And its not just activist groups and lawyers that are to blame for bad science. Discover Magazine listed a dire litany of lousy science, sloppy work, and outright fraud over the years, running back centuries. A few samples:
  • In the 1970s the FDA investigated Francois Savery, a doctor who submitted identical data to two drug companies, claiming that they were from two different studies. When confronted, he explained that he was forced to re-create his data sets because he took the original research with him on a lake picnic and lost it when his rowboat capsized. Government authorities later learned that Savery never conducted the studies in the first place—or received a medical degree.
  • Researchers have found that Isaac Newton fudged numbers in his Principia, generally considered the greatest physics text ever written.
  • Other legends who seem to have altered data: Freud, Darwin, and Pasteur.
  • And Austrian monk Gregor Mendel’s famous pea-breeding experiments—the foundation of modern ideas of heredity—are suspiciously good, matching his theory of genetic inheritance a little too well.
  • In 1974 immunologist William Summerlin created a sensation when he claimed to have transplanted tissue from black to white mice. In reality, he used a black felt-tip pen to darken patches of fur on white mice.
  • Some researchers still use “painting the mice” to describe scientific fraud.
  • Painting the mice can have serious consequences. In the 1980s, psychologist Stephen Breuning published results from fictitious “trials” of tranquilizers; his findings informed the clinical practices for treating mentally retarded children.
  • In 1981 John Darsee, a rising-star cardiologist at Harvard, faked log entries in a canine heart study in full view of his colleagues. Although many of his papers were later found to have false data, Darsee continued to be cited positively for years.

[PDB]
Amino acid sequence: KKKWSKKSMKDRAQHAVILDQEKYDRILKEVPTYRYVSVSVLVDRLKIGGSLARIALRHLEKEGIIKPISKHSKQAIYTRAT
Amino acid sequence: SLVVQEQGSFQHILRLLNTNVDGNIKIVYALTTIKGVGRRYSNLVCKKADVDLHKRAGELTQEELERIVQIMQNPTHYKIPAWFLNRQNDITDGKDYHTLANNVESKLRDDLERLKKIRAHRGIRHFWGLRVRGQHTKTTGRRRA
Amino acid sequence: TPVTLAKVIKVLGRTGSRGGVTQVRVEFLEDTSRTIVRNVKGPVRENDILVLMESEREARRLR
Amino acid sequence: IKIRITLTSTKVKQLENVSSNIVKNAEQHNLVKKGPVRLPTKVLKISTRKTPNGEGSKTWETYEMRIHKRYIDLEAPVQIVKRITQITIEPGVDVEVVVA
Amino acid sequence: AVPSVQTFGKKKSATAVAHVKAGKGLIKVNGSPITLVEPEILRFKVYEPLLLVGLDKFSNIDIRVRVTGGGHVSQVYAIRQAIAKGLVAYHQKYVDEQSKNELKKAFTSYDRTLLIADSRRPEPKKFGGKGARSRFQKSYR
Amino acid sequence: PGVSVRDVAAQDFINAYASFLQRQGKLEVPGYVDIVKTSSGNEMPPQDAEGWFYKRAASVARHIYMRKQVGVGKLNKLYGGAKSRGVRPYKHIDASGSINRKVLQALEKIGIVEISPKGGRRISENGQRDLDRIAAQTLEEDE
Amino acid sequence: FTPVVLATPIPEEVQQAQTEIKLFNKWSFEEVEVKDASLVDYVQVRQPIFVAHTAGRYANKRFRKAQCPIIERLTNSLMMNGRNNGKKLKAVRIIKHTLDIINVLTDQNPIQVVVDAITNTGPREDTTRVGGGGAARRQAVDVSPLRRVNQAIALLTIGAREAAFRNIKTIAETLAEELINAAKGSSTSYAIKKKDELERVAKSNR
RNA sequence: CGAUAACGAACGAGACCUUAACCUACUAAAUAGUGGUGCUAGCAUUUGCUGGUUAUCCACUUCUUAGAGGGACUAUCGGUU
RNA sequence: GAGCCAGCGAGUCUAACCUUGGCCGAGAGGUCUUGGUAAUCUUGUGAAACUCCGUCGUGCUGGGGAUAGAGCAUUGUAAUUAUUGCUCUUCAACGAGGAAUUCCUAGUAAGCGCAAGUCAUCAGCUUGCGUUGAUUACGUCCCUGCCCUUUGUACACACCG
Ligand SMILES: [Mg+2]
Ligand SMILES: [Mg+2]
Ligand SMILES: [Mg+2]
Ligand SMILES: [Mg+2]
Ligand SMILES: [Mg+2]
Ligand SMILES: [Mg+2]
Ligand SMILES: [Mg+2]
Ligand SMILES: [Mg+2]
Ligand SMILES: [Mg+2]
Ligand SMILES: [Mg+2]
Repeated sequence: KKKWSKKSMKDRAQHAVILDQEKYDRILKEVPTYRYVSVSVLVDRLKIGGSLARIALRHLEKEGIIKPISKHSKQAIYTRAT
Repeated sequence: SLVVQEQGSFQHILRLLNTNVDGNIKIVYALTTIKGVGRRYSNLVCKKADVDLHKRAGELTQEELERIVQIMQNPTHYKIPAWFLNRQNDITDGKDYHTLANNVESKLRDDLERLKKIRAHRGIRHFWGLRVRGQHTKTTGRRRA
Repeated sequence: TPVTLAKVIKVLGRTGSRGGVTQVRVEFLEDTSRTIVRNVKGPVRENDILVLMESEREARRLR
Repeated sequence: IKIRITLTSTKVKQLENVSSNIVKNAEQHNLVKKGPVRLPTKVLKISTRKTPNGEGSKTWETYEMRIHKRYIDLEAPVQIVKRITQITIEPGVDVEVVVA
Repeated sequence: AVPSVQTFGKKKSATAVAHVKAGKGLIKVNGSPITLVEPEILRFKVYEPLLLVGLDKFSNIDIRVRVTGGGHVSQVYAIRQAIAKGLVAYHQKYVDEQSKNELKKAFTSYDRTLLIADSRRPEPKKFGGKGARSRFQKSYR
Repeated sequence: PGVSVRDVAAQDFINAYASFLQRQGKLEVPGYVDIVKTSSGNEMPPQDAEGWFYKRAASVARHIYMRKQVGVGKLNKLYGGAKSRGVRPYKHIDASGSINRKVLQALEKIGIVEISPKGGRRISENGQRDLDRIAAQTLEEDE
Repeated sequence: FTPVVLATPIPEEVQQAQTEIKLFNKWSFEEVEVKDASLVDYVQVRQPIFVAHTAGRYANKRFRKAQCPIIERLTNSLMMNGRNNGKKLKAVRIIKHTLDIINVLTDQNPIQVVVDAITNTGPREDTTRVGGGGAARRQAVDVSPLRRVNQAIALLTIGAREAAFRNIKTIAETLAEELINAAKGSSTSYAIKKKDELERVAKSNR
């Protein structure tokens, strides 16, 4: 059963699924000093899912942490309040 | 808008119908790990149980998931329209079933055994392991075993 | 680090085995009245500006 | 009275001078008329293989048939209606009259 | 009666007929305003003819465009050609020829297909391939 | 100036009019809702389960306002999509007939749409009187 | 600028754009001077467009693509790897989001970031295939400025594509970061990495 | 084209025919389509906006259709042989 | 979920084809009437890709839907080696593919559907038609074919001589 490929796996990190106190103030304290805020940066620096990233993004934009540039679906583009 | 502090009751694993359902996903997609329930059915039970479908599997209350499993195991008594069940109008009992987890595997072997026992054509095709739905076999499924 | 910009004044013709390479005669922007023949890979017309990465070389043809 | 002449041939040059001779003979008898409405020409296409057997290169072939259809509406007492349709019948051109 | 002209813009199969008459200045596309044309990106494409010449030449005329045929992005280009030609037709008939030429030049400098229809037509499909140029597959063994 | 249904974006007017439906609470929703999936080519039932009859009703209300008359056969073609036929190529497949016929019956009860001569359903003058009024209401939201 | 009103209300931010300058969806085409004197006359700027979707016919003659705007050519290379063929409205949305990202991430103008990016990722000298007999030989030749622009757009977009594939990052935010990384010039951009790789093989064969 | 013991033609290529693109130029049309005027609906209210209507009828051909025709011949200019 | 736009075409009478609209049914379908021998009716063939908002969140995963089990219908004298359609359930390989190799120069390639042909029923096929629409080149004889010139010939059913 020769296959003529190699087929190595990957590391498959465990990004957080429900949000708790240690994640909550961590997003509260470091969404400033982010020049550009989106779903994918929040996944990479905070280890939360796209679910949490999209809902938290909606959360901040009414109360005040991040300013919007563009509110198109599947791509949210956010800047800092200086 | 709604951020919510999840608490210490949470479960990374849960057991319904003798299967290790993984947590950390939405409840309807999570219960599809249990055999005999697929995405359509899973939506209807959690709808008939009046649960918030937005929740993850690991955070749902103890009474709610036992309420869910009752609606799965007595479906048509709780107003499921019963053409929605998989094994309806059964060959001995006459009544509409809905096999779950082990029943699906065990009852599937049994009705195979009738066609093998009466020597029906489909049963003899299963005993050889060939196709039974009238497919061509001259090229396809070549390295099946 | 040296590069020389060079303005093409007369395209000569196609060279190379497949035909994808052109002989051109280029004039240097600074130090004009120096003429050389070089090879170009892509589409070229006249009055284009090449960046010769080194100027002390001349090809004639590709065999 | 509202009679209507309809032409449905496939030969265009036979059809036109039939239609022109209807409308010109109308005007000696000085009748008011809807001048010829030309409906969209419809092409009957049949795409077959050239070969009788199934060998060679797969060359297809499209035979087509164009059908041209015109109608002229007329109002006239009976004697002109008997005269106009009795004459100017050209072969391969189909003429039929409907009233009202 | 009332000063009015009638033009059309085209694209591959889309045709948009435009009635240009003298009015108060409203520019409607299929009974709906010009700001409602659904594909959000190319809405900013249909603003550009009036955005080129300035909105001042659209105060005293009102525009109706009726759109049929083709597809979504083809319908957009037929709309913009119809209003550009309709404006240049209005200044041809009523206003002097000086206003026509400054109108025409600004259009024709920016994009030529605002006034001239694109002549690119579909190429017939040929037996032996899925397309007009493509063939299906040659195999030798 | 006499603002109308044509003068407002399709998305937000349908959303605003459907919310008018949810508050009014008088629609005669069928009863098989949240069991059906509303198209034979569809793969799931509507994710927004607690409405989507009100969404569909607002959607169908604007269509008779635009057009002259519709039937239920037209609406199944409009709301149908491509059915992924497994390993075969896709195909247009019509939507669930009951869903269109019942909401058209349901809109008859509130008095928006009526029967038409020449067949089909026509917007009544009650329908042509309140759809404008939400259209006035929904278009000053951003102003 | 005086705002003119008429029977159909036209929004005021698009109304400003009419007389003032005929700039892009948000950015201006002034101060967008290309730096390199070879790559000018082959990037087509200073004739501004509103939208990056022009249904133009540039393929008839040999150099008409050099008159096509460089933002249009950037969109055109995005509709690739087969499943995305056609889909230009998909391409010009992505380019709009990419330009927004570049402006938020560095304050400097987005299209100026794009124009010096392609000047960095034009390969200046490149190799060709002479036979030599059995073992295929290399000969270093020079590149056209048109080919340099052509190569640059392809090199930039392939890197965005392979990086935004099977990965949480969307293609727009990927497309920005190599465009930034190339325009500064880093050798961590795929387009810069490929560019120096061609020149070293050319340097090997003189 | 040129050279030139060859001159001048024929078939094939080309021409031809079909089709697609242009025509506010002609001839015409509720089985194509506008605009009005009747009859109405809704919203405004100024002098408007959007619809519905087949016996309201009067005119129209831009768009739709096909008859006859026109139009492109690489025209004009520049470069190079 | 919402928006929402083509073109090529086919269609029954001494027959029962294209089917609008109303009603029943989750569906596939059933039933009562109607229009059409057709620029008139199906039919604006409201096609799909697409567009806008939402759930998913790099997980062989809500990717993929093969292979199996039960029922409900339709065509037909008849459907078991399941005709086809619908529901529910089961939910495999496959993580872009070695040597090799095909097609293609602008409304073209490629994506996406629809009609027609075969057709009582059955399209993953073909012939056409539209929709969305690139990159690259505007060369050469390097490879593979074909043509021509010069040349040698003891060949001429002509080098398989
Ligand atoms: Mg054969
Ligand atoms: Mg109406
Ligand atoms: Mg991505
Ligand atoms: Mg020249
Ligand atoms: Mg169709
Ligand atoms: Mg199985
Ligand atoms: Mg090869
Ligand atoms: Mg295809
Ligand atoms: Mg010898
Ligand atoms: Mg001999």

In fact, fraud and poor science are so common that 14% of all researchers claim they know a colleague who falsified data. There have been multiple stories like Ms Thiruchelvam up above who have been busted for false or bad research. One particularly ironic twist is that a woman did a study claiming that American researchers were more likely to falsify data than any other nation... until it was revealed that she had falsified data to come to this conclusion.

In the end, science is no more trustworthy, reliable, or filled with hard working men and women of integrity than any other job. Look around you at work. See that lazy bum who gets by on other people's labor? Remember that girl who faked her timecard? Had enough of those guys who just don't know what they are doing but get promoted anyway? That happens in science, too.

And when you combine that with massive government grants and huge publicity, well it just gets even worse. I'm not saying ignore scientists and consider science trash. I'm saying be slow to believe what you're told, question what seems unlikely and absurd, and verify what you hear about. Because despite what you've heard lately, skepticism is a very powerful tool and an important part of any science.

*This is part of the Common Knowledge series, things we know that ain't so.